Staff Editorial: Shame on you, GW administrators

Selecting University President Stephen Joel Trachtenberg as the keynote speaker at this year’s University-wide Commencement is a total failure to chose a speaker who will leave the senior class with fulfilling insight and positive lasting memories. Moreover, it is tantamount to a public relations suicide attempt.

The purpose of a keynote Commencement speaker is to provide an outside voice that gives students their final bit of enlightenment before leaving the world of academia. Higher education is often perceived as a pursuit of objective truth. Thus, an independent speaker can impart wisdom to students in what could be construed as their final class session.

GW administrators deserve nothing less than contempt from the students they purport to serve for ignoring this role of a keynote Commencement speaker. Trachtenberg is the ultimate GW insider, having been at the helm for 19 years and having had more than his fair share of talk time. Regardless of the content of his remarks, it is unlikely that will bring an enlightening or worthwhile point to graduating students.

Including former city councilwoman Linda Cropp, the wife of a GW professor, is another failure to attract an independent voice to speak to students at Commencement. GW marketing often touts the University’s location in one of the top intellectual and cultural centers of this nation. Only laziness or sheer incompetence could have resulted in two main Commencement speakers being pulled from within the GW community.

Over the past 19 years, Trachtenberg attempted to transform GW into a world-renowned international institution of higher education by increasing fundraising and marketing GW as a premier academic institution. Shame on our president for taking part in an event that will run contrary to the goals that he has worked for over the past two decades. After all that work, his final legacy at GW will include the inability for his administration to secure a quality, internationally known Commencement speaker.

The lack of an outside perspective gives GW the appearance of a bottom-tier institution uninterested in academic discovery or the enrichment of students. At an event that receives coverage by local and national media, the Commencement speaker makes a strong statement about the nature of the University and its ability to attract high-profile movers and shakers from academia, politics, business, science or even entertainment. While he might disagree with such an assessment, Trachtenberg is none of these.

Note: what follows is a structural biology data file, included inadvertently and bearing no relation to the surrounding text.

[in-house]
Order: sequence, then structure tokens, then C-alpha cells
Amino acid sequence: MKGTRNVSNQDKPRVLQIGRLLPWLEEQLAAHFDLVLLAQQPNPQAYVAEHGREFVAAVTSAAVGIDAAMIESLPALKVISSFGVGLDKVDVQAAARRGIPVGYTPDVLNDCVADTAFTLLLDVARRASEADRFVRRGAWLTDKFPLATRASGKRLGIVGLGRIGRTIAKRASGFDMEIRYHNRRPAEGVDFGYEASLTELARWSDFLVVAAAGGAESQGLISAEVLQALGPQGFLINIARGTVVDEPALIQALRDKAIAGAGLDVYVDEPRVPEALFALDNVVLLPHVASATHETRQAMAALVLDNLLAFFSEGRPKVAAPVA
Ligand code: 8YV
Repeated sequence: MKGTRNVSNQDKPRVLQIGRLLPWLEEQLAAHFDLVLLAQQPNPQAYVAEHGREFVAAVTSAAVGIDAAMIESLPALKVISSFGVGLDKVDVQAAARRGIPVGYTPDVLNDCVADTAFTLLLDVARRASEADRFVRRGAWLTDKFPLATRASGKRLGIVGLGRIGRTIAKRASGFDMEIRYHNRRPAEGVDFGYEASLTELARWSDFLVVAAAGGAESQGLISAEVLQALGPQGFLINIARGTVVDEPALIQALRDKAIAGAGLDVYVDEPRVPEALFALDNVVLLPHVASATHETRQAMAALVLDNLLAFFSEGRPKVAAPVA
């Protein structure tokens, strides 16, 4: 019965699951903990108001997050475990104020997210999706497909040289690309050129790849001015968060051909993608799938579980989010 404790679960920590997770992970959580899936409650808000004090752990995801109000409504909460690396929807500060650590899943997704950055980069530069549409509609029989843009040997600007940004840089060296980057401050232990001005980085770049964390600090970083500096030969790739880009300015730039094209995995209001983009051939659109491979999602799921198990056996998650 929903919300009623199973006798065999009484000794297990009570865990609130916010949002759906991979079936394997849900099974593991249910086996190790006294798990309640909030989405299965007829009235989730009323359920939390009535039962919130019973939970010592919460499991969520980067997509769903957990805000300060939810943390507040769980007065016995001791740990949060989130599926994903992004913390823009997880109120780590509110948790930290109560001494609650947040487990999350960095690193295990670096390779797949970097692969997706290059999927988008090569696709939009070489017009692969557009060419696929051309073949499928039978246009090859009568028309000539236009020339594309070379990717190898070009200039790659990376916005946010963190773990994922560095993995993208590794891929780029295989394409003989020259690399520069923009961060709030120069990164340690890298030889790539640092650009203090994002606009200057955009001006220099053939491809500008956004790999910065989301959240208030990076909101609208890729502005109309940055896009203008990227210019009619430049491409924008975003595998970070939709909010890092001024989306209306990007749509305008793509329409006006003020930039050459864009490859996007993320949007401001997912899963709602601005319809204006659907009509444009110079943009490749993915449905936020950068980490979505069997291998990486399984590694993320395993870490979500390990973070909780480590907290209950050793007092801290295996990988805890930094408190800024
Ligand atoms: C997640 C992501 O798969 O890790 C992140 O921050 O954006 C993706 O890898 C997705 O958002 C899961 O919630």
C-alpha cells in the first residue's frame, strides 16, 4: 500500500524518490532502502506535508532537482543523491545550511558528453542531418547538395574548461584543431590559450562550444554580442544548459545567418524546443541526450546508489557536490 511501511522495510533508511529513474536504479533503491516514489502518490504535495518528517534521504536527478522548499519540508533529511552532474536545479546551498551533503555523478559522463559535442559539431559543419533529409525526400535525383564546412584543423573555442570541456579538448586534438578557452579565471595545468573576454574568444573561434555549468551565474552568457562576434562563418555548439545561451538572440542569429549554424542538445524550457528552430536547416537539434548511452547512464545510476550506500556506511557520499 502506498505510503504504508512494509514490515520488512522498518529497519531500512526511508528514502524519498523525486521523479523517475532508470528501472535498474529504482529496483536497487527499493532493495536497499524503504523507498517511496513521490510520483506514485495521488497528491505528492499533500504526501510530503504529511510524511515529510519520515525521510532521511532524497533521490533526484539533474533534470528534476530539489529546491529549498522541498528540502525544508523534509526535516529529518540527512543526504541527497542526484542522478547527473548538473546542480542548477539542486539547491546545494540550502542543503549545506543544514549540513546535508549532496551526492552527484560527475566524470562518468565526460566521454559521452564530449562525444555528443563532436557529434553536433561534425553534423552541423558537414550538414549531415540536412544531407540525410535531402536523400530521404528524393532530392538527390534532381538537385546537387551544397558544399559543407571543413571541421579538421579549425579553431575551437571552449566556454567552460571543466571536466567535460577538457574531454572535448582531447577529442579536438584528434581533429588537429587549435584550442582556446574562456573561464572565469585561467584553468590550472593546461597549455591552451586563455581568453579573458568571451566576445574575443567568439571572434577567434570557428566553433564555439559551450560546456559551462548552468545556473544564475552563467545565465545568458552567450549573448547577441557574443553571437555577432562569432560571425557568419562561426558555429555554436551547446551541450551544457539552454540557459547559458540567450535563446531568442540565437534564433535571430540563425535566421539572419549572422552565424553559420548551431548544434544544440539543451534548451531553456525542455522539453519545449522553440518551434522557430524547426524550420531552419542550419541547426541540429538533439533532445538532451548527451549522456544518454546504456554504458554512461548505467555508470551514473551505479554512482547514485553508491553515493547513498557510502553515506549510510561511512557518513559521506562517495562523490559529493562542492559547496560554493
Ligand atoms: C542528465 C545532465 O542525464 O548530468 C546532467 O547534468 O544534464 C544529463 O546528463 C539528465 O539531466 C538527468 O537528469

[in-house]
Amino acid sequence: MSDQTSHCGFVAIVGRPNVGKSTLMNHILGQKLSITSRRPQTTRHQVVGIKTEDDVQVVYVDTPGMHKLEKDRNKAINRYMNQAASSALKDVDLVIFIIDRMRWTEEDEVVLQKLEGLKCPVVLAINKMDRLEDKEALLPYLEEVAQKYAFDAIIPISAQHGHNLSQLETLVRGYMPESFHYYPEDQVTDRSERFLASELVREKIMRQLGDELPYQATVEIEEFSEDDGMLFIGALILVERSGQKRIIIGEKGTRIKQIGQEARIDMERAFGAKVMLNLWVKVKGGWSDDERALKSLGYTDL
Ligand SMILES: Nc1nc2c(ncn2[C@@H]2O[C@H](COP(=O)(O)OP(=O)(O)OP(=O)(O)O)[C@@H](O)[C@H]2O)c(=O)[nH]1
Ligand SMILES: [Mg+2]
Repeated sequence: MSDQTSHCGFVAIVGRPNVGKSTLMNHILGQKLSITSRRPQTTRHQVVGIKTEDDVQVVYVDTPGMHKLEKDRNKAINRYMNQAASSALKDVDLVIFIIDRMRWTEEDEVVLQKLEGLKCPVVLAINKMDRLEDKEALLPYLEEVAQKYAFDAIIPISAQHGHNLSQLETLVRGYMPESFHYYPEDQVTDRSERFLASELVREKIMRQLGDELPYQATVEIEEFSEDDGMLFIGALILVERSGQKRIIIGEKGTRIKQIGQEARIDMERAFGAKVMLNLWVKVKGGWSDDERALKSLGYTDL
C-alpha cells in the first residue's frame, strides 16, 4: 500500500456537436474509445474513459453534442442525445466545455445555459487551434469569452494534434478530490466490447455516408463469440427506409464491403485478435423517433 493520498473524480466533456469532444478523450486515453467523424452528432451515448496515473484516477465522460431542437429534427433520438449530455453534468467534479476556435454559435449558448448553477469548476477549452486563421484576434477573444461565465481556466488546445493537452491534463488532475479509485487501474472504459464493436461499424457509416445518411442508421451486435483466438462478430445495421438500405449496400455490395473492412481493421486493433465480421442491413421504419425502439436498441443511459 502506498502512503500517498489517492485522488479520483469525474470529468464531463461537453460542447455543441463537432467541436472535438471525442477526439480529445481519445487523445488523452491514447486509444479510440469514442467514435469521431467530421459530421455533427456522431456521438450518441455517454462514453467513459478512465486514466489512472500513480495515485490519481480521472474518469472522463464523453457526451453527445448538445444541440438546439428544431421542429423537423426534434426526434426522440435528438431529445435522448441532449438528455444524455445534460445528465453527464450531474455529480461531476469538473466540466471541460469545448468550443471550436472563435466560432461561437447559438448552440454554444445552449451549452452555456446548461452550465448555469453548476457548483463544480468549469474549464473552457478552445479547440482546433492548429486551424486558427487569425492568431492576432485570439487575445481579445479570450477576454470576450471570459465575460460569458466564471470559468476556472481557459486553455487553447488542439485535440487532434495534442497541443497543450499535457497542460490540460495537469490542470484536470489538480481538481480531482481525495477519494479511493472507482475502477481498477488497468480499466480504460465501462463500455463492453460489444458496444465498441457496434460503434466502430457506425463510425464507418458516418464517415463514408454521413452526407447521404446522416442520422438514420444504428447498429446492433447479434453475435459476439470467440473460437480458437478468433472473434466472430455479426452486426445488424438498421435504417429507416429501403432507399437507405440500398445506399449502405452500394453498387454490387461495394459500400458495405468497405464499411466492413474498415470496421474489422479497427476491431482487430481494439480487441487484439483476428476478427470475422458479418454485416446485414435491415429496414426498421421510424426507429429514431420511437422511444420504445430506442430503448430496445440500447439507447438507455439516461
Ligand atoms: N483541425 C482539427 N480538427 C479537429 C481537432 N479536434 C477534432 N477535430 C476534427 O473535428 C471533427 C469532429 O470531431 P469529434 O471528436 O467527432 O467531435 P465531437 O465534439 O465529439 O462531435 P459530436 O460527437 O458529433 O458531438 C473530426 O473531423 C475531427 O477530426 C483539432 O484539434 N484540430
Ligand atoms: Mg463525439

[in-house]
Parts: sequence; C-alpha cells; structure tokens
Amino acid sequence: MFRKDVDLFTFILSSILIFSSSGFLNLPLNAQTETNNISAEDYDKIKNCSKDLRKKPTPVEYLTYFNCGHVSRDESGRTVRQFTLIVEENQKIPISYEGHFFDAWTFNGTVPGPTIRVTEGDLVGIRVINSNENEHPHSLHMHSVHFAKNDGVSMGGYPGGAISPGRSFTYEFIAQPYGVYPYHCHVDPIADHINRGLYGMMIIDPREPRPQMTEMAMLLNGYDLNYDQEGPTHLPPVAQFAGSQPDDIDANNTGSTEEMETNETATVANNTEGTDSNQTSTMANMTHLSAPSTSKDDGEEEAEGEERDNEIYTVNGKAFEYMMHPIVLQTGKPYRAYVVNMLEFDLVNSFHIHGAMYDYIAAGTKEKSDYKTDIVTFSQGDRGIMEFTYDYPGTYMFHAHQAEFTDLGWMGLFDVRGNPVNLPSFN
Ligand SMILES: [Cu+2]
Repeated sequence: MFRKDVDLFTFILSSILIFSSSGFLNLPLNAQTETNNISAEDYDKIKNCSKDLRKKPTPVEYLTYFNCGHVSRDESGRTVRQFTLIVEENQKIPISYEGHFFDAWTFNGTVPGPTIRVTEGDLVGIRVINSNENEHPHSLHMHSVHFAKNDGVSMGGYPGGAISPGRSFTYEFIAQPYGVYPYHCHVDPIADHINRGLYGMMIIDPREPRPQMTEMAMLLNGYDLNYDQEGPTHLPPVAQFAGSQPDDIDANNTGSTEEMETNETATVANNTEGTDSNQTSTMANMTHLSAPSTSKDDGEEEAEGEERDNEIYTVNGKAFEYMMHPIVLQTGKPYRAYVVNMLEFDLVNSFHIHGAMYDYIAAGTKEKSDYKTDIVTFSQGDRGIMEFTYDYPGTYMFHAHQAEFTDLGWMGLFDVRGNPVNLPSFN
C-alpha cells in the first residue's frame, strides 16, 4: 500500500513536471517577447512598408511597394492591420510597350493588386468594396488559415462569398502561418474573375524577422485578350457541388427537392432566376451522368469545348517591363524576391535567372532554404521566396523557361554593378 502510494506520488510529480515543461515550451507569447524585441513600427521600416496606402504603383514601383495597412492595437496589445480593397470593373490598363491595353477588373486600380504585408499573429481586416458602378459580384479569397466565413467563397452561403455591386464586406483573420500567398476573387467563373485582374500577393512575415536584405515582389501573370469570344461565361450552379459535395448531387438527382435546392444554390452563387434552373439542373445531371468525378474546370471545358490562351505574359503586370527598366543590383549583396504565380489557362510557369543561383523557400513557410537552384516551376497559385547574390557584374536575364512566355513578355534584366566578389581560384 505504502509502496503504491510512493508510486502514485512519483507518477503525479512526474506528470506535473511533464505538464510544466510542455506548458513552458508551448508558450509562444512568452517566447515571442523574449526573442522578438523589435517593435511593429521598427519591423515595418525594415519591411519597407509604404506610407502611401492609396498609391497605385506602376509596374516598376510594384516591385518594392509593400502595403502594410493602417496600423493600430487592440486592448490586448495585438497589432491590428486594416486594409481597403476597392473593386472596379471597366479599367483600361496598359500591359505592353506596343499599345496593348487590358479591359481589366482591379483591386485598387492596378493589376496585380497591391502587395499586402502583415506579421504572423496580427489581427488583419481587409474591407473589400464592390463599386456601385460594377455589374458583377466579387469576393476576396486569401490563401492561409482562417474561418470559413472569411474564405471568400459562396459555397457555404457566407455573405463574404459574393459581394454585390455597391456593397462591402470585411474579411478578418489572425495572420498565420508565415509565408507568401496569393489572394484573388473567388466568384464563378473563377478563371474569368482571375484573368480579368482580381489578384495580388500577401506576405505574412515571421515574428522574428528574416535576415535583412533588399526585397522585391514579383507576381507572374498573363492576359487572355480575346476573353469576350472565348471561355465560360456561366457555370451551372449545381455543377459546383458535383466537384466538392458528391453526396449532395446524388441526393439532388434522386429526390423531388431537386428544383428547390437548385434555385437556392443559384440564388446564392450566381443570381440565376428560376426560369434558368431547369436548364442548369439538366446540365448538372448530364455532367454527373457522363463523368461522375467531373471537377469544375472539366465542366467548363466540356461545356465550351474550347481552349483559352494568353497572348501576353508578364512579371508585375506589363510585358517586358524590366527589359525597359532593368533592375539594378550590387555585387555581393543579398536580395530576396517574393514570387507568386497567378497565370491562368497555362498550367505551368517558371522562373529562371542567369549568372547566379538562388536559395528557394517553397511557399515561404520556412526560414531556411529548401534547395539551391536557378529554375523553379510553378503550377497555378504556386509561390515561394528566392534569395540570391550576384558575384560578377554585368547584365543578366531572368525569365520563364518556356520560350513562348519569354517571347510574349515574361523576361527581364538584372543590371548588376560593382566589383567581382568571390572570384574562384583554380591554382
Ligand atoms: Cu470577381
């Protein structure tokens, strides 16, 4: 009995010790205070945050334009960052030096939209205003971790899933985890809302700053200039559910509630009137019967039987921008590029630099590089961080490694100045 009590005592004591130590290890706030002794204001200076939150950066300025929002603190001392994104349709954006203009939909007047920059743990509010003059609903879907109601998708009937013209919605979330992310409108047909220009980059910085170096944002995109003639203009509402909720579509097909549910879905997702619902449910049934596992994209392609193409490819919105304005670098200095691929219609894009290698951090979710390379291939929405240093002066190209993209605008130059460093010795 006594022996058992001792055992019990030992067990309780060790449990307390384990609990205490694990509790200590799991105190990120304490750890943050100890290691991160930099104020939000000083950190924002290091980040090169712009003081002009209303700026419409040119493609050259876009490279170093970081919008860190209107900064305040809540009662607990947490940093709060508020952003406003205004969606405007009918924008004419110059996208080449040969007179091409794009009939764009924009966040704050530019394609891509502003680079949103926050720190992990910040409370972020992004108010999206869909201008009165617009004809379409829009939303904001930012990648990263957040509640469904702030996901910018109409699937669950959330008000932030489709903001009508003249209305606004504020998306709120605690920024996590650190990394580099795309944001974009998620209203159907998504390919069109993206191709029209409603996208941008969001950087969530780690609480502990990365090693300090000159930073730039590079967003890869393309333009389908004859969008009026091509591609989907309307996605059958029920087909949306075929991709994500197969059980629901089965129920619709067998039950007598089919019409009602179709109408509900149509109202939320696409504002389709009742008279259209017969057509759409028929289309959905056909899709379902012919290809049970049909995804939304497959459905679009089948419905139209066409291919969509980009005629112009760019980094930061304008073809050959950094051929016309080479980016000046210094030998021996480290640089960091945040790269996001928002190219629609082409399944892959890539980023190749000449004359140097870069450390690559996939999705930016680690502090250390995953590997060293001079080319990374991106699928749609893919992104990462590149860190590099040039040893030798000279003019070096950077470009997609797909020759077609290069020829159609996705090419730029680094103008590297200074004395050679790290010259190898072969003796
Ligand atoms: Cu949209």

The implications for fundraising and alumni relations are perhaps most dire. A student body that has complained about four years of bureaucratic nonsense, high fees and other frustrations will perceive this speech as a final slap in the face before being called for a donation. Suffice to say, administrators should not be surprised if fundraising suffers from the class of 2007.

In an internal memo obtained by The Hatchet, a University spokesperson clearly speculates that there may be objection and protests among students in reaction to this decision. Shame on GW administrators for acknowledging that Trachtenberg’s position will infuriate people and continuing with this course of action anyway.

Typically, highly-charged articles within The Hatchet garner two or three letters to the editor. Within the two hours following the breaking news alert regarding the University’s decision, the paper has received more than five letters on the subject, with more on the way. Already, Facebook groups with the sole intent of protesting Trachtenberg as the keynote speaker have hundreds of members. While these measures are not an official gauge of student opinion, they are indicative of the overwhelming negative feeling among that student body toward this decision.

Students feel cheated. While many may not be keen enough to appreciate the importance of a speaker not connected to the University, all realize that Trachtenberg is a speaker at Commencement each year, and that this year students will merely be receiving one speaker for the price of two. Additionally, plenty of confused students may be wondering why they paid a $100 graduation fee for such a lackluster event.

During an interview with The Hatchet, Tracy Schario, director of Media Relations, equated Trachtenberg to the quality of past speakers such as George H.W. Bush and Andy Rooney. Either GW’s publicists are delusional, or they truly believe Trachtenberg will be an amazing orator. In any case, it appears as if the administration simply could not secure a better speaker and are attempting to spin Trachtenberg as a worthy replacement.

If administrators care about the University’s reputation, then they will reverse this decision within the next few weeks by working overtime to secure a speaker of substance. If, after exhausting all of their means, this is not a possibility, at the very least, administrators should drop the spin and just admit that they could not secure a more appropriate Commencement speaker. Trachtenberg could also show a bit more humility than he did during his interview with The Hatchet, in which he claimed that GW considered asking the Queen of England to speak.

From a real former president at last years’ Commencement speech to a soon-to-be former president of GW is not an admirable or appropriate transition for any University. Ultimately, administrators should prepare for a vocal response to this decision, which significantly diminishes students’ final experience at GW.

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